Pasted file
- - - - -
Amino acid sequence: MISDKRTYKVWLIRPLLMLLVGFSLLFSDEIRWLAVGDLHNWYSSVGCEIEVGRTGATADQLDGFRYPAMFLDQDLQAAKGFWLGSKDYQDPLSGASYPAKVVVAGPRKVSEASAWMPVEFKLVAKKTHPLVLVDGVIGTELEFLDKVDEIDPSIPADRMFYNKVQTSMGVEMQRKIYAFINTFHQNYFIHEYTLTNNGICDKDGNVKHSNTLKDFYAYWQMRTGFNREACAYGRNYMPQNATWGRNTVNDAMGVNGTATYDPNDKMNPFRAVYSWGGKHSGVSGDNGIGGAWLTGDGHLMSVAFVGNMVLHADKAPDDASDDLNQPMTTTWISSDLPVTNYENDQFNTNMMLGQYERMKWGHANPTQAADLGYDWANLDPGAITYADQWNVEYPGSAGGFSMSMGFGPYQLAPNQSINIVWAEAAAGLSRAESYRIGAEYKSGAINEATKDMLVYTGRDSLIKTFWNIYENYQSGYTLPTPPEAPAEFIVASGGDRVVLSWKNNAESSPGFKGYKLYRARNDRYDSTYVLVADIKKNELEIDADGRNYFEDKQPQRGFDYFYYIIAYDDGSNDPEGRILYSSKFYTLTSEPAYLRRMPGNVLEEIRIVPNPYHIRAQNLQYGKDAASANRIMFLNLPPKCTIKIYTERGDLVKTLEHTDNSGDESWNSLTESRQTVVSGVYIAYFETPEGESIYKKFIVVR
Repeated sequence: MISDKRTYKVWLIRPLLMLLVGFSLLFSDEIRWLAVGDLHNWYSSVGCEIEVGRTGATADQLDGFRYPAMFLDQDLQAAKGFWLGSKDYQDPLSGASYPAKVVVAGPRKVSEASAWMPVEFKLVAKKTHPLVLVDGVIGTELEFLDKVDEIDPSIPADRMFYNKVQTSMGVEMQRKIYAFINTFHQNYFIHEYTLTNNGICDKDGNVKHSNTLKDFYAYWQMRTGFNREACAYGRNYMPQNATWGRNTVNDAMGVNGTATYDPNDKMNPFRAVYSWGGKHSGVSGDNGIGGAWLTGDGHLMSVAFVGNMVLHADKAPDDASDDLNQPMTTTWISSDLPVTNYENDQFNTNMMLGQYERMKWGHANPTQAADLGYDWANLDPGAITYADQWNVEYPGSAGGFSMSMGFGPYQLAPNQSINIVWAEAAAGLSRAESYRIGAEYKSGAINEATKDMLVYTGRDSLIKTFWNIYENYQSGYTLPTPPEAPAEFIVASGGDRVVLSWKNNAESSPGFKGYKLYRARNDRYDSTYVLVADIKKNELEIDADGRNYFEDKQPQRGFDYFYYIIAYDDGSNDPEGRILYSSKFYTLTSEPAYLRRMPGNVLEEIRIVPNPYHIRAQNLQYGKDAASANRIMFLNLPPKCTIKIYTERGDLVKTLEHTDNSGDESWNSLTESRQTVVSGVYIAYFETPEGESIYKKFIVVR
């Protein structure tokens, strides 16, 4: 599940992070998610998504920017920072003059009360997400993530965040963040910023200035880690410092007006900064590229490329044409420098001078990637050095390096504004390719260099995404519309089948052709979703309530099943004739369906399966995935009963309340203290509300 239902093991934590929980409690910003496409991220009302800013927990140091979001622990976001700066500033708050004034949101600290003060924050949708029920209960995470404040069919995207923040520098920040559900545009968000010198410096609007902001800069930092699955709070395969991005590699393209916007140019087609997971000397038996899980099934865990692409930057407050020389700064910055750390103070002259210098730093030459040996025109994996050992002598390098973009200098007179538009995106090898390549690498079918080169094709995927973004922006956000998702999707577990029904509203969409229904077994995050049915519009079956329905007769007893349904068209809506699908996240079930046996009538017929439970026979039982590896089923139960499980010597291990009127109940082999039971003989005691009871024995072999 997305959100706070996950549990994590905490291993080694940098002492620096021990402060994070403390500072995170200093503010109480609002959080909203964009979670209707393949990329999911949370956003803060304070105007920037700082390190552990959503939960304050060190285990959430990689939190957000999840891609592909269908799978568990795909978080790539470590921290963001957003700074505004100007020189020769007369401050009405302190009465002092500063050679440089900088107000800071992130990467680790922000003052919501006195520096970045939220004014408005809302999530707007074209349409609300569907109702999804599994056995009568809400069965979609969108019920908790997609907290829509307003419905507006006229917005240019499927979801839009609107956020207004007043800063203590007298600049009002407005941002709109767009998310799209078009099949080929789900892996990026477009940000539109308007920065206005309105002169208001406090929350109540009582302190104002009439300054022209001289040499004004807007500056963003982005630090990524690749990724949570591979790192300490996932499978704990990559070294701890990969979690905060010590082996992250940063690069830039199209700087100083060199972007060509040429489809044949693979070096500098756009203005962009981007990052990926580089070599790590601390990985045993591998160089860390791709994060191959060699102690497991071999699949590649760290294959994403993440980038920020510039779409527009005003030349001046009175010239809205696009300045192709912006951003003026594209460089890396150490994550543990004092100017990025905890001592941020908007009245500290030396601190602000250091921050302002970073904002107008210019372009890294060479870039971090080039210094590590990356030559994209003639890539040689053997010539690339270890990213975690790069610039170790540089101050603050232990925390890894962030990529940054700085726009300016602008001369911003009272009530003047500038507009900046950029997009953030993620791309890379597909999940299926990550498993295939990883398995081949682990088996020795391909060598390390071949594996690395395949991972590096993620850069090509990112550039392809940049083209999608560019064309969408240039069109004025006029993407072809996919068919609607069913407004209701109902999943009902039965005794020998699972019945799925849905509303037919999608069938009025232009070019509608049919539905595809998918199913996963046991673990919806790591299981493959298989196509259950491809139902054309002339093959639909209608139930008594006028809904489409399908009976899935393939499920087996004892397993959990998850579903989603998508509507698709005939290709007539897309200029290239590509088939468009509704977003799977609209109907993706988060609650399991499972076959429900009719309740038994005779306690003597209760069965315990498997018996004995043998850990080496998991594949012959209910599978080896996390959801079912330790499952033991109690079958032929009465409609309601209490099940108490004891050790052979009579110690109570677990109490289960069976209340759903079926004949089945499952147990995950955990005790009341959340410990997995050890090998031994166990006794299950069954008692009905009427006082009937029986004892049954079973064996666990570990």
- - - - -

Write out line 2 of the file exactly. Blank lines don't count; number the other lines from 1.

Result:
Repeated sequence: MISDKRTYKVWLIRPLLMLLVGFSLLFSDEIRWLAVGDLHNWYSSVGCEIEVGRTGATADQLDGFRYPAMFLDQDLQAAKGFWLGSKDYQDPLSGASYPAKVVVAGPRKVSEASAWMPVEFKLVAKKTHPLVLVDGVIGTELEFLDKVDEIDPSIPADRMFYNKVQTSMGVEMQRKIYAFINTFHQNYFIHEYTLTNNGICDKDGNVKHSNTLKDFYAYWQMRTGFNREACAYGRNYMPQNATWGRNTVNDAMGVNGTATYDPNDKMNPFRAVYSWGGKHSGVSGDNGIGGAWLTGDGHLMSVAFVGNMVLHADKAPDDASDDLNQPMTTTWISSDLPVTNYENDQFNTNMMLGQYERMKWGHANPTQAADLGYDWANLDPGAITYADQWNVEYPGSAGGFSMSMGFGPYQLAPNQSINIVWAEAAAGLSRAESYRIGAEYKSGAINEATKDMLVYTGRDSLIKTFWNIYENYQSGYTLPTPPEAPAEFIVASGGDRVVLSWKNNAESSPGFKGYKLYRARNDRYDSTYVLVADIKKNELEIDADGRNYFEDKQPQRGFDYFYYIIAYDDGSNDPEGRILYSSKFYTLTSEPAYLRRMPGNVLEEIRIVPNPYHIRAQNLQYGKDAASANRIMFLNLPPKCTIKIYTERGDLVKTLEHTDNSGDESWNSLTESRQTVVSGVYIAYFETPEGESIYKKFIVVR